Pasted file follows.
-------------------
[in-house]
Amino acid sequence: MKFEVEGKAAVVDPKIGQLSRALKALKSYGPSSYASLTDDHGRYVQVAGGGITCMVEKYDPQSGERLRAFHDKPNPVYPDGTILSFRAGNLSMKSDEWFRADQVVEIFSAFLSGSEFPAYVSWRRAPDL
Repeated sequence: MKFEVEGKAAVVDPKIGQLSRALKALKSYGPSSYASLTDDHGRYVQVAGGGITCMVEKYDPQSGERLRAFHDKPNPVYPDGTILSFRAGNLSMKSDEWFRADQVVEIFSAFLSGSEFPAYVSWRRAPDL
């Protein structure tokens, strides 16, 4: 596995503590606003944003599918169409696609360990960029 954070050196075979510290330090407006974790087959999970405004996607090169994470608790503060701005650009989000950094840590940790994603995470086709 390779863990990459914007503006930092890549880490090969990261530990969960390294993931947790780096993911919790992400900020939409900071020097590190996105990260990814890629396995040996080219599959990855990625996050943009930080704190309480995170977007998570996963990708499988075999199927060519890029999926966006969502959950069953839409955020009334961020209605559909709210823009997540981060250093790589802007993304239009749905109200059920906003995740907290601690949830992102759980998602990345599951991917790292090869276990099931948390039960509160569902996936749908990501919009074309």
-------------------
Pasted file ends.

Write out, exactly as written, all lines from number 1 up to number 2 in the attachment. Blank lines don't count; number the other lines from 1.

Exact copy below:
[in-house]
Amino acid sequence: MKFEVEGKAAVVDPKIGQLSRALKALKSYGPSSYASLTDDHGRYVQVAGGGITCMVEKYDPQSGERLRAFHDKPNPVYPDGTILSFRAGNLSMKSDEWFRADQVVEIFSAFLSGSEFPAYVSWRRAPDL